There are some roles introduced within DSDM environment. It is important that the project members need to be appointed to different roles before they start to run the project. Each role has its own responsibility. The roles are:

Critical success factors

Within DSDM a number of factors are identified as being of great importance to ensure successful projects.

Comparison to other IS development methods

Over the years a great number of Information System Development methods have been developed and applied, divided in Structured Methods, RAD methods and object-oriented methods. Many of these methods show similarities to each other and also to DSDM. For example, Extreme Programming (XP) also has an iterative approach to IS development with extensive user involvement.

The Rational Unified Process is a method that probably has the most in common with DSDM in that it is also a dynamic form of Information System Development. Again the iterative approach is used in this development method.

Like XP and RUP there are many other development methods that show similarities to DSDM, but DSDM does distinguish itself from these methods in a number of ways. First there is the fact that it provides a tool and technique independent framework. This allows users to fill in the specific steps of the process with their own techniques and software aids of choice. Another unique feature is the fact that the variables in the development are not time/resources, but the requirements. This approach ensures the main goals of DSDM, namely to stay within the deadline and the budget. And last there is the strong focus on communication between and the involvement of all the stakeholders in the system. Although this is addressed in other methods, DSDM strongly believes in commitment to the project to ensure a successful outcome.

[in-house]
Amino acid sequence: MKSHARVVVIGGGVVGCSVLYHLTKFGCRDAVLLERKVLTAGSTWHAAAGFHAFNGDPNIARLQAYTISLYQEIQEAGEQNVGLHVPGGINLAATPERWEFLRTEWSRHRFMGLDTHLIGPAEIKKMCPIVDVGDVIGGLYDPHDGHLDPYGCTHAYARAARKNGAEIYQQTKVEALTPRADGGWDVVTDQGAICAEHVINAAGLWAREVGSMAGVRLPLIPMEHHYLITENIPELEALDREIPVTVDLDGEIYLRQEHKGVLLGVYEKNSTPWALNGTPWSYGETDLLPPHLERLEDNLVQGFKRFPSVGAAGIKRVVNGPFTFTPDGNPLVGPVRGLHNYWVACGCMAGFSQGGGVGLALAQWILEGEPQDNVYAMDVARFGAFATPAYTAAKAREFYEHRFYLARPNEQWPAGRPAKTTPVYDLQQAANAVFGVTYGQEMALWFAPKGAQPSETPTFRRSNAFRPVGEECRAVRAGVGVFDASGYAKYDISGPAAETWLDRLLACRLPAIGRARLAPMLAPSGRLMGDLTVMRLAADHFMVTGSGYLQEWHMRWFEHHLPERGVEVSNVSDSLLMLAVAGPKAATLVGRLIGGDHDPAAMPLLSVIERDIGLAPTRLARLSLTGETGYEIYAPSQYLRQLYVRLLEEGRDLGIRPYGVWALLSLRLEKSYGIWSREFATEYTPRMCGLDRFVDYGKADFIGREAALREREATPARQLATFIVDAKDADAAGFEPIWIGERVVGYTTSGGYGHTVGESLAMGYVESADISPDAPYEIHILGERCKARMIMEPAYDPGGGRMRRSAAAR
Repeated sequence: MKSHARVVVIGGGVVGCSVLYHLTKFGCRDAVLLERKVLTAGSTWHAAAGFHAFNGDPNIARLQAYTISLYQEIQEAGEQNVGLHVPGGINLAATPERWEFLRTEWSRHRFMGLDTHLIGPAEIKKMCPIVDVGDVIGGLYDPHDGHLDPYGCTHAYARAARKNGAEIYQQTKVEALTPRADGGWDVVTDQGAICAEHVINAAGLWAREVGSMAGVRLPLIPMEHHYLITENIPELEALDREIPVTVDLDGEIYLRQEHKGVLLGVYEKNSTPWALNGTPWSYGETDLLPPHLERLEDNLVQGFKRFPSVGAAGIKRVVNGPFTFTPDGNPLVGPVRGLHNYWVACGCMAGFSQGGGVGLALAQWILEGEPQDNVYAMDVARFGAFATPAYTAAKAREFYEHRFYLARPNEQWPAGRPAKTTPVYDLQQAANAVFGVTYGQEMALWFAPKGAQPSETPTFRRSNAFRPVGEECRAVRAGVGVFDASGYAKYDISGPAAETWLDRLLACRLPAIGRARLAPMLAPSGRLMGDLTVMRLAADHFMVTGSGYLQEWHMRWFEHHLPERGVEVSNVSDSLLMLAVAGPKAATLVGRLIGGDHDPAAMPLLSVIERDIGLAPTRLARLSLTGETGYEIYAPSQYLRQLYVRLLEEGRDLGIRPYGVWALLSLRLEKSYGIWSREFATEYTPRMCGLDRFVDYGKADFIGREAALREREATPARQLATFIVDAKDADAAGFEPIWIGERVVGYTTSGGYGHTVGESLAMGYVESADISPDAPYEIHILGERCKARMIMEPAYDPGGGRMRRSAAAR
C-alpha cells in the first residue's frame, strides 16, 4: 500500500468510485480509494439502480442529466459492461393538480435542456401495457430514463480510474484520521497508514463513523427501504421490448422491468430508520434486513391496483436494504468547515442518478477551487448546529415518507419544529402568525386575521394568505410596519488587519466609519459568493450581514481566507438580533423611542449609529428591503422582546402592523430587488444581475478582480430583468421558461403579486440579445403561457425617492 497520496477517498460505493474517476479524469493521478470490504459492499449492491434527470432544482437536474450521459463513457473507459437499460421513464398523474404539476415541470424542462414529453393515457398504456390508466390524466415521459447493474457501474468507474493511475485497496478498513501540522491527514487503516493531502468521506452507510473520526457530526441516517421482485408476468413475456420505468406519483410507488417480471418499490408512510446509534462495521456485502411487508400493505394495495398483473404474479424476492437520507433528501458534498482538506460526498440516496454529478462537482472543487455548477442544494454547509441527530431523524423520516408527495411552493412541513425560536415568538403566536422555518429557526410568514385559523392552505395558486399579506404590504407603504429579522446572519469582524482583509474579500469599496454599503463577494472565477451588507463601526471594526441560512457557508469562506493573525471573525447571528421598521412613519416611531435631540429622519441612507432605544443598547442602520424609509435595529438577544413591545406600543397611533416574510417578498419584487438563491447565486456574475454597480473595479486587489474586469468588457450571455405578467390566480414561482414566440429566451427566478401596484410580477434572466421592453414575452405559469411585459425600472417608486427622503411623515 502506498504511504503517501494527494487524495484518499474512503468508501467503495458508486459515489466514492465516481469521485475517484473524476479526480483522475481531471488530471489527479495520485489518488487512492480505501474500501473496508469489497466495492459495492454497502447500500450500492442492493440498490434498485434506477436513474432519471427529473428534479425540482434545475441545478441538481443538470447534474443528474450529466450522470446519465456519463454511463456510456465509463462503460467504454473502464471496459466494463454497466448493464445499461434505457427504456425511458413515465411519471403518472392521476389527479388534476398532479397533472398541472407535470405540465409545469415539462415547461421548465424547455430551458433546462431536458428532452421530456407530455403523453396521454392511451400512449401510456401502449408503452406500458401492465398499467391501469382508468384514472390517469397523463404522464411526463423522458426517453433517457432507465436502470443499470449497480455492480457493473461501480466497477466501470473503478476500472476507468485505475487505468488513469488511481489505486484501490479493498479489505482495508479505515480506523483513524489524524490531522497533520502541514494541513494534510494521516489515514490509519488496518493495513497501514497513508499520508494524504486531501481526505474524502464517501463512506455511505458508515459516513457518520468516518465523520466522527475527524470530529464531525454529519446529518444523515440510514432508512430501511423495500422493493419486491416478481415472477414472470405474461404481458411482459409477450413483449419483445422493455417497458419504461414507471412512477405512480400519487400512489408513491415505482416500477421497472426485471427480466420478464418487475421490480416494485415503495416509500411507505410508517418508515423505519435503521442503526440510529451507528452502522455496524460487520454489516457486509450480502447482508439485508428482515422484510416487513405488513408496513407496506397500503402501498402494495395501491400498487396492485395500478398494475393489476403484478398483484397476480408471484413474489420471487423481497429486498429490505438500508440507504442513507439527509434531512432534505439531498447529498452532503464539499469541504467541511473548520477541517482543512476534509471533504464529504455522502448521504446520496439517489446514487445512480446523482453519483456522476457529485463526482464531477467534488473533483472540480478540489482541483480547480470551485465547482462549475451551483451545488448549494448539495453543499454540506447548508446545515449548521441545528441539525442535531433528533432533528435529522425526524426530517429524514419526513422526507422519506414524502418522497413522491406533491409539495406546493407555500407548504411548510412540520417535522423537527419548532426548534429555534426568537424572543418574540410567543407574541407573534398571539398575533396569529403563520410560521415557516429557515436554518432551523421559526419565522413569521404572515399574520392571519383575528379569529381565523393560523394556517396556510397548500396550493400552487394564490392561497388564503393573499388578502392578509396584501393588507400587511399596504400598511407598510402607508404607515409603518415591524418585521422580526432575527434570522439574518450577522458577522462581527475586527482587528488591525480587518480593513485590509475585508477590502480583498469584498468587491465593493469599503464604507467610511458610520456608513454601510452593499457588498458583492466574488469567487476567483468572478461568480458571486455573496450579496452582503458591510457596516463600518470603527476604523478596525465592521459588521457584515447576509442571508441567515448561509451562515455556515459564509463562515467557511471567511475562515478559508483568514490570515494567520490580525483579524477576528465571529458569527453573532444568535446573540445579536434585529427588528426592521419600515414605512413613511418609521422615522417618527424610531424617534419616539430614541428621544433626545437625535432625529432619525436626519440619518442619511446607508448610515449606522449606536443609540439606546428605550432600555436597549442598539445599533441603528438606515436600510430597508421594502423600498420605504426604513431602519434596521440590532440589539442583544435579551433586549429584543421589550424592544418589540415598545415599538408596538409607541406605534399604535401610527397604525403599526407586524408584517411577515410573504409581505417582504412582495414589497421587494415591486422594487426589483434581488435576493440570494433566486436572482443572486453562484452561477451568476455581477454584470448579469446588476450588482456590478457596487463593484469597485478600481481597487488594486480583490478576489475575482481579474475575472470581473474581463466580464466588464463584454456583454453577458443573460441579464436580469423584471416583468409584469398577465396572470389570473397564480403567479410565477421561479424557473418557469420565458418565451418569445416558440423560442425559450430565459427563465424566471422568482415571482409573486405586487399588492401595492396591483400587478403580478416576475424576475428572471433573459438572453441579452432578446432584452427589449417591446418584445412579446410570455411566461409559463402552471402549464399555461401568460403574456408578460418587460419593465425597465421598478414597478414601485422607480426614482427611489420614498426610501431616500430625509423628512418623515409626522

See also


  1. Keith Richards, Agile project management: running PRINCE2 projects with DSDM Atern. OGC – Office of Government Commerce. The Stationery Office, 31 jul. 2007.
  2. Plonka, Laura, et al. "UX Design in Agile: A DSDM Case Study." Agile Processes in Software Engineering and Extreme Programming. Springer International Publishing, 2014. 1-15.
  3. Abrahamsson, Pekka, et al. "New directions on agile methods: a comparative analysis." Software Engineering, 2003. Proceedings. 25th International Conference on. Ieee, 2003.
  4. Keith Richards, Agile project management: running PRINCE2 projects with DSDM Atern. The Stationery Office, 2007.
  5. DSDM Consortium. "DSDM Atern: the Handbook." DSDM Consortium (2008).
  6. The DSDM Agile Project Framework manual, 2014 pages 4, 16
  7. "Terms and Conditions of Community Membership" (PDF). DSDM Consortium. Retrieved 7 March 2013.
  8. DSDM Atern Handbook 2008
  9. (www.dsdm.org)

Further reading

Wikimedia Commons has media related to Dynamic Systems Development Method.
  1. Hedman, J.; Lind, M. (2008). "Is there only one Systems Development Life Cycle". My library My History Books on Google Play Information Systems Development: Challenges in Practice, Theory, and Education, Volume 1. Springer Science & Business Media. p. 105. ISBN 9780387304038. Retrieved 22 December 2015.